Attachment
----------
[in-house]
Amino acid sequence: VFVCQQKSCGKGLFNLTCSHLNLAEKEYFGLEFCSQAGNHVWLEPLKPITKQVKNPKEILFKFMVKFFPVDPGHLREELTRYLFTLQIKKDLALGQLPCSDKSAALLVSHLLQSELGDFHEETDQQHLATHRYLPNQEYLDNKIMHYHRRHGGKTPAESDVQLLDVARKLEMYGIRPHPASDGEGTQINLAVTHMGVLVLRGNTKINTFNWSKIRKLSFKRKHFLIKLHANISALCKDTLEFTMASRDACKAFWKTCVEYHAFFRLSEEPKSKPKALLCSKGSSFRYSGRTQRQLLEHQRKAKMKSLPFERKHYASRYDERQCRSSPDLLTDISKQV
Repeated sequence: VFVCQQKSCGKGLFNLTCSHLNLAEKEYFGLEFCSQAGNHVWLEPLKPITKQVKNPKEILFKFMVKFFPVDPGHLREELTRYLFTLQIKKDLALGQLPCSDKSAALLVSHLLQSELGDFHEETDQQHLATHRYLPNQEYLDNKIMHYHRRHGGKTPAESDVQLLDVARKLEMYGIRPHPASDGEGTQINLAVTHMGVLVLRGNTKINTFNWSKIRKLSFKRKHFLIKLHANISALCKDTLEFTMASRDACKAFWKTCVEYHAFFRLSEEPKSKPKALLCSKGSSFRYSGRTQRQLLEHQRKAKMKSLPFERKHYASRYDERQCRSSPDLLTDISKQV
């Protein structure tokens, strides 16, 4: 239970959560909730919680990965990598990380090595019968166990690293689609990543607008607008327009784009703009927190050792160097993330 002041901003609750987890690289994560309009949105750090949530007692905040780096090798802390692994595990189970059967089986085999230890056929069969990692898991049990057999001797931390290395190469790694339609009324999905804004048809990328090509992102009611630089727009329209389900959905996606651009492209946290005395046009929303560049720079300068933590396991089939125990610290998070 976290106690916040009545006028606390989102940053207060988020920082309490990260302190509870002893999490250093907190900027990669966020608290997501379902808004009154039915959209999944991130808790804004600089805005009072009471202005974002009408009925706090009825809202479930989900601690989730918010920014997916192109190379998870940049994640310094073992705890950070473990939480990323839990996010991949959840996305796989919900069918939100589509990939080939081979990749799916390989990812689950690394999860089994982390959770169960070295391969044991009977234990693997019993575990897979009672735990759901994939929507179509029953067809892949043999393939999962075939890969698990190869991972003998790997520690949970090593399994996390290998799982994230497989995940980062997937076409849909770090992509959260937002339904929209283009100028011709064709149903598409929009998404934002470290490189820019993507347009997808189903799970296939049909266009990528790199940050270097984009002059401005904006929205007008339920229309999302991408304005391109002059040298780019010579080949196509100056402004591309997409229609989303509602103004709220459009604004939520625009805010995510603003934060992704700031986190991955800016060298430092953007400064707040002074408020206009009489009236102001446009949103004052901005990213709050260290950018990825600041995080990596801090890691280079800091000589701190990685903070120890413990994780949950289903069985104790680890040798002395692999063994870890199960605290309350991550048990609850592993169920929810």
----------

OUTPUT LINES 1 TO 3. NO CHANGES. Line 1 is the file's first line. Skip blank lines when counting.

[in-house]
Amino acid sequence: VFVCQQKSCGKGLFNLTCSHLNLAEKEYFGLEFCSQAGNHVWLEPLKPITKQVKNPKEILFKFMVKFFPVDPGHLREELTRYLFTLQIKKDLALGQLPCSDKSAALLVSHLLQSELGDFHEETDQQHLATHRYLPNQEYLDNKIMHYHRRHGGKTPAESDVQLLDVARKLEMYGIRPHPASDGEGTQINLAVTHMGVLVLRGNTKINTFNWSKIRKLSFKRKHFLIKLHANISALCKDTLEFTMASRDACKAFWKTCVEYHAFFRLSEEPKSKPKALLCSKGSSFRYSGRTQRQLLEHQRKAKMKSLPFERKHYASRYDERQCRSSPDLLTDISKQV
Repeated sequence: VFVCQQKSCGKGLFNLTCSHLNLAEKEYFGLEFCSQAGNHVWLEPLKPITKQVKNPKEILFKFMVKFFPVDPGHLREELTRYLFTLQIKKDLALGQLPCSDKSAALLVSHLLQSELGDFHEETDQQHLATHRYLPNQEYLDNKIMHYHRRHGGKTPAESDVQLLDVARKLEMYGIRPHPASDGEGTQINLAVTHMGVLVLRGNTKINTFNWSKIRKLSFKRKHFLIKLHANISALCKDTLEFTMASRDACKAFWKTCVEYHAFFRLSEEPKSKPKALLCSKGSSFRYSGRTQRQLLEHQRKAKMKSLPFERKHYASRYDERQCRSSPDLLTDISKQV